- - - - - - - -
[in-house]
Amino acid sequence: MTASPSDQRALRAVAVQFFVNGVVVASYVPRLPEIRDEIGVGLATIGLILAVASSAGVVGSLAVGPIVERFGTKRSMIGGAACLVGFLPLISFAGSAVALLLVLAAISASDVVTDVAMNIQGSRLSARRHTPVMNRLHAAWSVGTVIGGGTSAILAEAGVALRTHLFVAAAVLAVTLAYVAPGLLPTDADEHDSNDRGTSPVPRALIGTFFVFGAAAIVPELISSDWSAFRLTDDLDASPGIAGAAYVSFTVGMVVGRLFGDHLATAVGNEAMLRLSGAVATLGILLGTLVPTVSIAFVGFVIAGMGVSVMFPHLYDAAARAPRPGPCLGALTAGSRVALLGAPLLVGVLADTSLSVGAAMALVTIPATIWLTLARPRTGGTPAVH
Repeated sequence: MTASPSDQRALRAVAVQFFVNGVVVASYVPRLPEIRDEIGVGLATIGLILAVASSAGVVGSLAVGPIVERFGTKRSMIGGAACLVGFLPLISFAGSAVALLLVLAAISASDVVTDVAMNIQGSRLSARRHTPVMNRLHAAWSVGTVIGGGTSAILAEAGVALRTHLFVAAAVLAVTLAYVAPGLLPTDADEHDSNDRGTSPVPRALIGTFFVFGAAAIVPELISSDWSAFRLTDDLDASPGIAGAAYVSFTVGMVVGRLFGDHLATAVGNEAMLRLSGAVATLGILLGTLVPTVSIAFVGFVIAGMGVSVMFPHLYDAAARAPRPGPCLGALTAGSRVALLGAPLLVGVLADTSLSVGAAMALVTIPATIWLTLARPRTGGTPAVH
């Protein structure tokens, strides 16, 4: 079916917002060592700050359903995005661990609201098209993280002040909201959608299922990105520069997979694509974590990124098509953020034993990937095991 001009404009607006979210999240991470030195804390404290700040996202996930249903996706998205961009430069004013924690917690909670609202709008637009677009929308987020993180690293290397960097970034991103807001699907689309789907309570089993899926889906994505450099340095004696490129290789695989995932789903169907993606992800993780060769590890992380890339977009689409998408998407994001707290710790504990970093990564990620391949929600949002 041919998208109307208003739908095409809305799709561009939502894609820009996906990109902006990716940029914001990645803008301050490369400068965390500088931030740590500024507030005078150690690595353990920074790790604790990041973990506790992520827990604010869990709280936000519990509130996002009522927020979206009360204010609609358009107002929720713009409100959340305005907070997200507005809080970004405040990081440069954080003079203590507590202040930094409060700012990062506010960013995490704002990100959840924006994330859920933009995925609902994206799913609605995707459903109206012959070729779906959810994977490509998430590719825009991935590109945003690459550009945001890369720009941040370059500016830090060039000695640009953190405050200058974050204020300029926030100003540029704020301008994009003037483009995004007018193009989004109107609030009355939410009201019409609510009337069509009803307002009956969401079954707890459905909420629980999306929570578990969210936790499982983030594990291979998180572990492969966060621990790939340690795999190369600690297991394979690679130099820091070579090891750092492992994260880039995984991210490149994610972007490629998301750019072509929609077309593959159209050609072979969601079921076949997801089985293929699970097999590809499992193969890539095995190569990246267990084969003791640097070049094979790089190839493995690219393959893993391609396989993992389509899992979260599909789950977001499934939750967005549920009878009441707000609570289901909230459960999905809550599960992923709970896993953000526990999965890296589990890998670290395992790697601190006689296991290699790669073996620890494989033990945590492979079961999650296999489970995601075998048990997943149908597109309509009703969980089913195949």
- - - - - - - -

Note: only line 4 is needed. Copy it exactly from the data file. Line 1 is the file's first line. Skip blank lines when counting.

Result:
């Protein structure tokens, strides 16, 4: 079916917002060592700050359903995005661990609201098209993280002040909201959608299922990105520069997979694509974590990124098509953020034993990937095991 001009404009607006979210999240991470030195804390404290700040996202996930249903996706998205961009430069004013924690917690909670609202709008637009677009929308987020993180690293290397960097970034991103807001699907689309789907309570089993899926889906994505450099340095004696490129290789695989995932789903169907993606992800993780060769590890992380890339977009689409998408998407994001707290710790504990970093990564990620391949929600949002 041919998208109307208003739908095409809305799709561009939502894609820009996906990109902006990716940029914001990645803008301050490369400068965390500088931030740590500024507030005078150690690595353990920074790790604790990041973990506790992520827990604010869990709280936000519990509130996002009522927020979206009360204010609609358009107002929720713009409100959340305005907070997200507005809080970004405040990081440069954080003079203590507590202040930094409060700012990062506010960013995490704002990100959840924006994330859920933009995925609902994206799913609605995707459903109206012959070729779906959810994977490509998430590719825009991935590109945003690459550009945001890369720009941040370059500016830090060039000695640009953190405050200058974050204020300029926030100003540029704020301008994009003037483009995004007018193009989004109107609030009355939410009201019409609510009337069509009803307002009956969401079954707890459905909420629980999306929570578990969210936790499982983030594990291979998180572990492969966060621990790939340690795999190369600690297991394979690679130099820091070579090891750092492992994260880039995984991210490149994610972007490629998301750019072509929609077309593959159209050609072979969601079921076949997801089985293929699970097999590809499992193969890539095995190569990246267990084969003791640097070049094979790089190839493995690219393959893993391609396989993992389509899992979260599909789950977001499934939750967005549920009878009441707000609570289901909230459960999905809550599960992923709970896993953000526990999965890296589990890998670290395992790697601190006689296991290699790669073996620890494989033990945590492979079961999650296999489970995601075998048990997943149908597109309509009703969980089913195949």